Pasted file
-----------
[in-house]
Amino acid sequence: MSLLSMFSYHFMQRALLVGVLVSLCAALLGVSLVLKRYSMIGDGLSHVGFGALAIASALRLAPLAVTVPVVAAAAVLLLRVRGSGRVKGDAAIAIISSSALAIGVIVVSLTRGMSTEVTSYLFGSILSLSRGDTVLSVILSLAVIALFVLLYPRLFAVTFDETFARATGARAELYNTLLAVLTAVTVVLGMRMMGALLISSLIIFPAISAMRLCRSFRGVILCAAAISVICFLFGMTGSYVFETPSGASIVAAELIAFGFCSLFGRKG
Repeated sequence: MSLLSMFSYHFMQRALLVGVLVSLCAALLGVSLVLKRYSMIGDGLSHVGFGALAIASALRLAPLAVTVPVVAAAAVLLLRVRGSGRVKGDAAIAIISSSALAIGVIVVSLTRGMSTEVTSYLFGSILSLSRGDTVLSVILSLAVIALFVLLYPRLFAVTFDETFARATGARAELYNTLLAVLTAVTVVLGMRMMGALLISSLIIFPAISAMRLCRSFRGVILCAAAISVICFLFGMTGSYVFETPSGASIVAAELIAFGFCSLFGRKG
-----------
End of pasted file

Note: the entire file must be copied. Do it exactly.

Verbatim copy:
[in-house]
Amino acid sequence: MSLLSMFSYHFMQRALLVGVLVSLCAALLGVSLVLKRYSMIGDGLSHVGFGALAIASALRLAPLAVTVPVVAAAAVLLLRVRGSGRVKGDAAIAIISSSALAIGVIVVSLTRGMSTEVTSYLFGSILSLSRGDTVLSVILSLAVIALFVLLYPRLFAVTFDETFARATGARAELYNTLLAVLTAVTVVLGMRMMGALLISSLIIFPAISAMRLCRSFRGVILCAAAISVICFLFGMTGSYVFETPSGASIVAAELIAFGFCSLFGRKG
Repeated sequence: MSLLSMFSYHFMQRALLVGVLVSLCAALLGVSLVLKRYSMIGDGLSHVGFGALAIASALRLAPLAVTVPVVAAAAVLLLRVRGSGRVKGDAAIAIISSSALAIGVIVVSLTRGMSTEVTSYLFGSILSLSRGDTVLSVILSLAVIALFVLLYPRLFAVTFDETFARATGARAELYNTLLAVLTAVTVVLGMRMMGALLISSLIIFPAISAMRLCRSFRGVILCAAAISVICFLFGMTGSYVFETPSGASIVAAELIAFGFCSLFGRKG